A High Court judge has agreed not to sit in any cases until an appeal involving allegations of potential bias against barristers at Blackstone Chambers is over.
The Honourable Mr Justice Peter Smith (pictured), who last year had to recuse himself from a case against British Airways after he got into a dispute with the airline over lost luggage, sent a letter to Blackstone Chambers following a Times article by Lord Pannick QC criticising the judge’s conduct.
In the letter, addressed to Anthony Peto QC, co-head of Blackstone, Smith warned that the article had been ‘extremely damaging to Blackstone Chambers within the Chancery Division’ and said it was obvious the chambers ‘takes but does not give’.
The letter added: ‘I will no longer support your chambers. Please make that clear to members of your chambers. I do not wish to be associated with chambers that have people like Pannick in it.’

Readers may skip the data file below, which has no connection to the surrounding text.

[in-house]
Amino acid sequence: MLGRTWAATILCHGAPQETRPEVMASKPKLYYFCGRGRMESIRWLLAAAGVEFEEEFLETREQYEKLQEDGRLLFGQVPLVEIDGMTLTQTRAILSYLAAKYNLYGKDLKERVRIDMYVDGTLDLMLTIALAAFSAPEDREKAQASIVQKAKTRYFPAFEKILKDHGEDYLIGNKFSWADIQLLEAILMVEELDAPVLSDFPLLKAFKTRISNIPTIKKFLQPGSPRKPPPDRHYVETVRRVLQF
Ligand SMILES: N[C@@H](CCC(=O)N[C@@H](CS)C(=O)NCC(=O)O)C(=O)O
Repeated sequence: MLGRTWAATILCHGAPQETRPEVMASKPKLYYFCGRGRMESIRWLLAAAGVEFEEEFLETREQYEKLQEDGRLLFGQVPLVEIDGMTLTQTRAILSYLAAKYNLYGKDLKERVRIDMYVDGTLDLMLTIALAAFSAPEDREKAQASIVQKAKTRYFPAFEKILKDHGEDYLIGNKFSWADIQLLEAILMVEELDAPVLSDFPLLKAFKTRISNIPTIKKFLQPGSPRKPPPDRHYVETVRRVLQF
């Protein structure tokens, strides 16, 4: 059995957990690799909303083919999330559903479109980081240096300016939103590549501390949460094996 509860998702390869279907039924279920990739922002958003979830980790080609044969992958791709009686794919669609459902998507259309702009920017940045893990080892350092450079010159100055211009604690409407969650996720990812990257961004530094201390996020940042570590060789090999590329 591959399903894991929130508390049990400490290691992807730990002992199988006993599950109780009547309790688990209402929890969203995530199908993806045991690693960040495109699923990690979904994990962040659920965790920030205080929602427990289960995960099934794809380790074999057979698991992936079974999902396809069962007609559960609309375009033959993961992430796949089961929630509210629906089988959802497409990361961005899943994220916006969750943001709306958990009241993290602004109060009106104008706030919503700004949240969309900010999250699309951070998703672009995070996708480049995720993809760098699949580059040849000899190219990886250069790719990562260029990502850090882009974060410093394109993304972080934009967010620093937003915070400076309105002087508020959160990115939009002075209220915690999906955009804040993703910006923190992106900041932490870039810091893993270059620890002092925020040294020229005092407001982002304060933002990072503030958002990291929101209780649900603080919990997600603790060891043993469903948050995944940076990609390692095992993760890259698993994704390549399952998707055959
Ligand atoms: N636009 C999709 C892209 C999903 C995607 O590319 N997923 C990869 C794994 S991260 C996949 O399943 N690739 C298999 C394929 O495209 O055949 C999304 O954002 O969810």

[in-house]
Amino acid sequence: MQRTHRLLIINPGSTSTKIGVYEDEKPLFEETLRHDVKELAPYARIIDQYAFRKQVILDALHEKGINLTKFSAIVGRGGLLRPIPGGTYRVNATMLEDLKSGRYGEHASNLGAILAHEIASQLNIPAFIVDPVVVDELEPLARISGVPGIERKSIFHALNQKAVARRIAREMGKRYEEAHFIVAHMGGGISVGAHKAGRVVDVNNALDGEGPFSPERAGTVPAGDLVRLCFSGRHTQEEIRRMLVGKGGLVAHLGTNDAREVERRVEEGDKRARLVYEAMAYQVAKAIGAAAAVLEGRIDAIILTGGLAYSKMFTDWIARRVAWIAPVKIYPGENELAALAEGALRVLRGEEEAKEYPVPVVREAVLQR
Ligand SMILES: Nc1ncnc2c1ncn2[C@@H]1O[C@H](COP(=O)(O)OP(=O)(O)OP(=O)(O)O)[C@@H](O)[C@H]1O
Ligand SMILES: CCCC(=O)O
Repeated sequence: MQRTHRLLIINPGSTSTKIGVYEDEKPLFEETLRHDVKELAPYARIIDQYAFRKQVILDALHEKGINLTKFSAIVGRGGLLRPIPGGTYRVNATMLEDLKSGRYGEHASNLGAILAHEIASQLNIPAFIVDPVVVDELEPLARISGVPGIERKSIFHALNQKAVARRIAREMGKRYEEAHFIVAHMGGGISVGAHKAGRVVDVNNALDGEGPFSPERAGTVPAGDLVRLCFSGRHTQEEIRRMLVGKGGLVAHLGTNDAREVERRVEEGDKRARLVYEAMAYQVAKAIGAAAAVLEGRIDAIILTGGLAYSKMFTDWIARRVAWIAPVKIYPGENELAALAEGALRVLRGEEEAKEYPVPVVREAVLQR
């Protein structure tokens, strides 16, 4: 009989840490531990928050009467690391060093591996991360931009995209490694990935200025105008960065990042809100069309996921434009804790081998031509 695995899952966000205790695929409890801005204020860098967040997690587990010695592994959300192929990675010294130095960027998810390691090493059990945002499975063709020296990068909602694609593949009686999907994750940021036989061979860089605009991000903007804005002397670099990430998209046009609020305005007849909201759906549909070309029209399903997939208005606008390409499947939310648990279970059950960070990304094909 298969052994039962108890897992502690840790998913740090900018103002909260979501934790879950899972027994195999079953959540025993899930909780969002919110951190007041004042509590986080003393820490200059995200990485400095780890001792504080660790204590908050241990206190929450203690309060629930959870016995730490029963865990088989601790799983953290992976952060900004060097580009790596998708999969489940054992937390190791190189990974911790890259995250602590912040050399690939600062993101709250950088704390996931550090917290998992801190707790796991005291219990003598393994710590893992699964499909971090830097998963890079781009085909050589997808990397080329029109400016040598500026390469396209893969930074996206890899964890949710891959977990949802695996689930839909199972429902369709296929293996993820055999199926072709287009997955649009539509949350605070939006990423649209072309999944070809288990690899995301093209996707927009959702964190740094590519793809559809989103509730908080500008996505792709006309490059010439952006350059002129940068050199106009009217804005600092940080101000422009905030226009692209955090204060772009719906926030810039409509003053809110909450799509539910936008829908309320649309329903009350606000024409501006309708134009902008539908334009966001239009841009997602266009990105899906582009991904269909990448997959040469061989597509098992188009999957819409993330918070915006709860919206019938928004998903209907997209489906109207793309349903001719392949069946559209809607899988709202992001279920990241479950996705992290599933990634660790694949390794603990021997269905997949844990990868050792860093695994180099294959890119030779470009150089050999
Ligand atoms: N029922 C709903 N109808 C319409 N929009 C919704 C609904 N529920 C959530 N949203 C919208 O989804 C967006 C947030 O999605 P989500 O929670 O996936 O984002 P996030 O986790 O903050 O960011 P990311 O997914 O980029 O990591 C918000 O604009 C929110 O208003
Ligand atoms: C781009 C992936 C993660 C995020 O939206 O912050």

The letter emerged in an appeal against a judgment by Smith in which he awarded Janan Harb, the alleged ‘secret wife’ of the late King Fahd of Saudi Arabia, £25m after accepting her claim that Prince Abdul Aziz, Fahd’s son, had agreed a huge payout.
Lord Grabiner QC, for the prince, said that the judgment should be overturned due to potential bias against the prince as he had previously been represented by Pannick and was represented at the trial by two members of Blackstone Chambers.
Charles Hollander QC, for Harb, suggested that as there were 100 barristers at Blackstone Chambers, it was not possible that the letter would imply bias against all its members.
But Grabiner said this idea was ‘completely absurd’ and that a fair-minded person instructing Blackstone on a case would either want the trial heard by a different judge or would opt to instruct barristers from a different chambers if they knew about the ‘devastating’ letter.
A spokesman for the judiciary confirmed that the judge would not sit in any cases until the outcome of the appeal.
The spokesman said: ‘Following an issue that has arisen during civil proceedings, Mr Justice Peter Smith has agreed to refrain from sitting until those civil proceedings are resolved.’
Smith is currently being investigated by the judicial conduct authorities in relation to his conduct in the BA case.